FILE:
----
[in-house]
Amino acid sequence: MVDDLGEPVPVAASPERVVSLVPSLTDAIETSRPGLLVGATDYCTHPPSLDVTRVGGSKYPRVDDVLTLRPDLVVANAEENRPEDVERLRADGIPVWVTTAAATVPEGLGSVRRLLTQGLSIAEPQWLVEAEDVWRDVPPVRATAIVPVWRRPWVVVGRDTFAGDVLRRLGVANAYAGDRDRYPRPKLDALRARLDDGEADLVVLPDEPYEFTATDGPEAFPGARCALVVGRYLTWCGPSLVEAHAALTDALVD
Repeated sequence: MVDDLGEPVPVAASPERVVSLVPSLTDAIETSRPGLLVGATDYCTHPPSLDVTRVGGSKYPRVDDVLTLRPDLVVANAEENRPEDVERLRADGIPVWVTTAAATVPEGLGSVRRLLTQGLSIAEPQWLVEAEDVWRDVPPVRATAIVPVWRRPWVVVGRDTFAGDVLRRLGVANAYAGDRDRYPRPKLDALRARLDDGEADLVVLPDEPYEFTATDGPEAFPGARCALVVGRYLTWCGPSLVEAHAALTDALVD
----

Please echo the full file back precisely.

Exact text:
[in-house]
Amino acid sequence: MVDDLGEPVPVAASPERVVSLVPSLTDAIETSRPGLLVGATDYCTHPPSLDVTRVGGSKYPRVDDVLTLRPDLVVANAEENRPEDVERLRADGIPVWVTTAAATVPEGLGSVRRLLTQGLSIAEPQWLVEAEDVWRDVPPVRATAIVPVWRRPWVVVGRDTFAGDVLRRLGVANAYAGDRDRYPRPKLDALRARLDDGEADLVVLPDEPYEFTATDGPEAFPGARCALVVGRYLTWCGPSLVEAHAALTDALVD
Repeated sequence: MVDDLGEPVPVAASPERVVSLVPSLTDAIETSRPGLLVGATDYCTHPPSLDVTRVGGSKYPRVDDVLTLRPDLVVANAEENRPEDVERLRADGIPVWVTTAAATVPEGLGSVRRLLTQGLSIAEPQWLVEAEDVWRDVPPVRATAIVPVWRRPWVVVGRDTFAGDVLRRLGVANAYAGDRDRYPRPKLDALRARLDDGEADLVVLPDEPYEFTATDGPEAFPGARCALVVGRYLTWCGPSLVEAHAALTDALVD